By Ann Hoskins
Recognizing and treating dehydration is key to raising healthy calves. Calves will become dehydrated for many reasons, including summer heat and scours. If you can catch dehydration early, supplemental fluids can get the calf on the road to a quicker recovery.
A calf’s body contains 75 to 80 percent water at birth and about 55 to 60 percent at maturity. So understandably, water consumption is important during periods of dehydration. When dehydrated, calves will try to replace fluids by drinking a total of 3 to 6 gallons of water per day, which includes their normal milk replacer feedings.
Penn State Extension Circular 387
Early signs of dehydration can sometimes be hard to recognize. Calves can lose up to 6 percent of their bodyweight in fluids before symptoms of dehydration are recognized. While severe dehydration is not hard to detect (sunken eyes, ears are cold, tenting of the skin, calf is depressed or not standing), early signs may go unnoticed. Early signs include:
- Lack of appetite
- Drinking milk slower than usual or not finishing her milk
- Any changes in behavior are often a sign of distress
Scours or diarrhea is usually a good prediction of a dehydration problem. Watching the manure consistency is a normal check for most calf raisers; relating that to dehydration can help in the prevention. If the manure piles, dehydration is usually not a concern. If the manure puddles, watch the calf closely as mild dehydration is likely. If the manure is fluid, dehydration is almost certain.
Free choice water should always be available to calves, but becomes much more critical in cases of dehydration. Supplemental fluids such as electrolytes should be given to calves when manure looks like a puddle or fluid. Electrolyte products are combinations of minerals, carbohydrates (sugars), and amino acids that assist in rehydrating the calf, replace lost minerals, and provide energy and protein for the calf.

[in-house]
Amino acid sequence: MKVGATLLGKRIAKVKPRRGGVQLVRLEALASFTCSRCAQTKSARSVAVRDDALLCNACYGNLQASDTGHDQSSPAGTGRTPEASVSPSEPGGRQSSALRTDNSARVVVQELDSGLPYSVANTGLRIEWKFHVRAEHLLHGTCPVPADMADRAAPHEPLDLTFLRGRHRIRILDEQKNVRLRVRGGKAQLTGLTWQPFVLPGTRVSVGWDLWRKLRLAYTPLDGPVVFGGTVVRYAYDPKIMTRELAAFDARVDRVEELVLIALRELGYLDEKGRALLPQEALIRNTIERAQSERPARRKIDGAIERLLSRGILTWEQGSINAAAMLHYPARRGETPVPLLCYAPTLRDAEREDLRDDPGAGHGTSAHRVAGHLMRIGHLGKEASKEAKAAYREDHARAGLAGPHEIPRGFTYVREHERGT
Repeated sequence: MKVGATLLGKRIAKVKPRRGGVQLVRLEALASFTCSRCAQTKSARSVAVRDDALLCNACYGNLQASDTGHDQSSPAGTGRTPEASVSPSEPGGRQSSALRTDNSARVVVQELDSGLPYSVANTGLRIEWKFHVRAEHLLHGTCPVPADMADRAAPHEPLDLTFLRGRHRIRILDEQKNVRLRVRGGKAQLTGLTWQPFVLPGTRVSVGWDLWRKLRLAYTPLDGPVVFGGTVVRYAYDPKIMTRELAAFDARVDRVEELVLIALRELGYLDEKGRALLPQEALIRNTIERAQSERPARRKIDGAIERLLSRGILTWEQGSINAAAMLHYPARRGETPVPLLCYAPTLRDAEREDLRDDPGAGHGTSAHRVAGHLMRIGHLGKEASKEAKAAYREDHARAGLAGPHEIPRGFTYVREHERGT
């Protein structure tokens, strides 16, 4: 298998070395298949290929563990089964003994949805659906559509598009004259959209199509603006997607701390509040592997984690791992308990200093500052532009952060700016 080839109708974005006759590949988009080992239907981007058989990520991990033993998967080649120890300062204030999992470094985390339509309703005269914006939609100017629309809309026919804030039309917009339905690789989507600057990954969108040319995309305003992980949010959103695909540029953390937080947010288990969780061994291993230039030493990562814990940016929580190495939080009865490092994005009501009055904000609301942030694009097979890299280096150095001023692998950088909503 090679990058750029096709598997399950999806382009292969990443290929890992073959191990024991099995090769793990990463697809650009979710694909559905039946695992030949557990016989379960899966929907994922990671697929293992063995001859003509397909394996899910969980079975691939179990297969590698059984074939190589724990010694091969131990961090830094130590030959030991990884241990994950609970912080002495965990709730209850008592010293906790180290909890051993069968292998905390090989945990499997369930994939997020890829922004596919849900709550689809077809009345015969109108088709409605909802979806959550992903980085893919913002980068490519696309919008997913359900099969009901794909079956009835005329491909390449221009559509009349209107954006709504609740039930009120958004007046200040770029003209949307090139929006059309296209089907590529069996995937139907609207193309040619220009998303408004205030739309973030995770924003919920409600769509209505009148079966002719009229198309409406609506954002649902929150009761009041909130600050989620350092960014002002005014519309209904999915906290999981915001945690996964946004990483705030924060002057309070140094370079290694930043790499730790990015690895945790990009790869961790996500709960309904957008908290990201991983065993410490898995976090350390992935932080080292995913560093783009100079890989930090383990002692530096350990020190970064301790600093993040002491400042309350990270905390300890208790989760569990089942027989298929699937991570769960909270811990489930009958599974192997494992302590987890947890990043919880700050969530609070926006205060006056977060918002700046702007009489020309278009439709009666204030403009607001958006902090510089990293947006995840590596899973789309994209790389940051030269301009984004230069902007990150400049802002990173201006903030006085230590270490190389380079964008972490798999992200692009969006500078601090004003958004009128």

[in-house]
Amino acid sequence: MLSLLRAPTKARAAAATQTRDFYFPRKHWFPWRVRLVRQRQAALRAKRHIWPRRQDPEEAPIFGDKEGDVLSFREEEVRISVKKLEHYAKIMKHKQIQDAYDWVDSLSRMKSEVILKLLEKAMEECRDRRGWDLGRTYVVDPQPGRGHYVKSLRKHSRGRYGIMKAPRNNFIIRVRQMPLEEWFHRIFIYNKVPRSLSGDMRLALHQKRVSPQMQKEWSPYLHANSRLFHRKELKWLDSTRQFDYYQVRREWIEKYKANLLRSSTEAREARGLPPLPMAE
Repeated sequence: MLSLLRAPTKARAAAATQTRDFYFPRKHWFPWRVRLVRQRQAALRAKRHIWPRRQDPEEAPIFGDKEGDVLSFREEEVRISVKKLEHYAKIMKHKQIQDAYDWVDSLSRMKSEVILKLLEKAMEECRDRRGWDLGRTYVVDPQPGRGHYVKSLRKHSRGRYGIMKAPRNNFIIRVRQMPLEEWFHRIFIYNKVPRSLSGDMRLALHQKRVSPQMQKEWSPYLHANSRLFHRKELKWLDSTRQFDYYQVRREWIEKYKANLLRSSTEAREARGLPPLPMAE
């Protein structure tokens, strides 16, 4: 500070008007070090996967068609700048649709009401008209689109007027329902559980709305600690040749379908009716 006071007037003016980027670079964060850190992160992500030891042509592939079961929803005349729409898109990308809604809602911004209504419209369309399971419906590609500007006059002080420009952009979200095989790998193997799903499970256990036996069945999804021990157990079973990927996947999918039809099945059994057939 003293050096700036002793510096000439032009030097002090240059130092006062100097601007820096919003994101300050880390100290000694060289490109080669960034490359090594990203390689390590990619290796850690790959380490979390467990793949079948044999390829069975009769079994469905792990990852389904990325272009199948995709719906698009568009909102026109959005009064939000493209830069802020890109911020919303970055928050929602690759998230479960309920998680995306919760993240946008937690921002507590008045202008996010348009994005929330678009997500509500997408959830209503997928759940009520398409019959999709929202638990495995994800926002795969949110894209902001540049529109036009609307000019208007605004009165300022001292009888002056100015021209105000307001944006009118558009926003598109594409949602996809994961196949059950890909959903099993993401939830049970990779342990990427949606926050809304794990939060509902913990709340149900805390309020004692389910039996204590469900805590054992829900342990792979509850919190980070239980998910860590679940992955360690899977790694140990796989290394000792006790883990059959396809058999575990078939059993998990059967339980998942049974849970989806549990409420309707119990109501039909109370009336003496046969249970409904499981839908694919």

Electrolytes are not intended to be used as a treatment for scours, but as a supplemental fluid to rehydrate the calf. Milk or milk replacer feedings should continue as usual. Calves need the nutrients provided in the milk diet to support maintenance and growth. Very few electrolytes contain enough calories to support the calf. Calves fed milk along with supplemental fluids will recover more quickly.
Overfeeding electrolytes causes little harm, but in some cases it may prolong scouring. Determine the amount of electrolytes needed by multiplying the weight of the calf by the percent dehydration and then divide by 100. This will give you the pounds the calf needs to drink in addition to its milk or milk replacer feeding. Then divide by 2 to get the quarts of liquid needed.
Electrolytes should be fed several hours after feeding milk. Ingredients in electrolytes may impair the formation of the casein clot in the abomasum, therefore reducing digestibility. If the milk is fed in the early morning and afternoon, noon would be a good time to add an electrolyte feeding to the calf program. If necessary, add an additional electrolyte feeding in the afternoon, but wait at least two hours after the milk has been fed.
Remember, early detection of dehydration leads to quicker treatment and getting your calves back on the right track as soon as possible.
This article was originally shared in the August 2011 edition of Starting Strong. Vita Plus Starting Strong is a free, bi-monthly calf care e-newsletter. Click here to subscribe and receive practical tips and cutting edge research straight to your inbox.
About the author: Ann Hoskins is the Vita Plus calf products manager. She grew up on a dairy farm in DeForest, Wis., which she says is instrumental to where she is today. “The lessons and values I gained growing up in this industry have given me the passion to stay involved and continue to learn more every day.” Hoskins earned her bachelor’s degree from the University of Wisconsin-Madison and has spent that last five years at Vita Plus, working with producers to improve performance and help them reach the goals of their calf operations.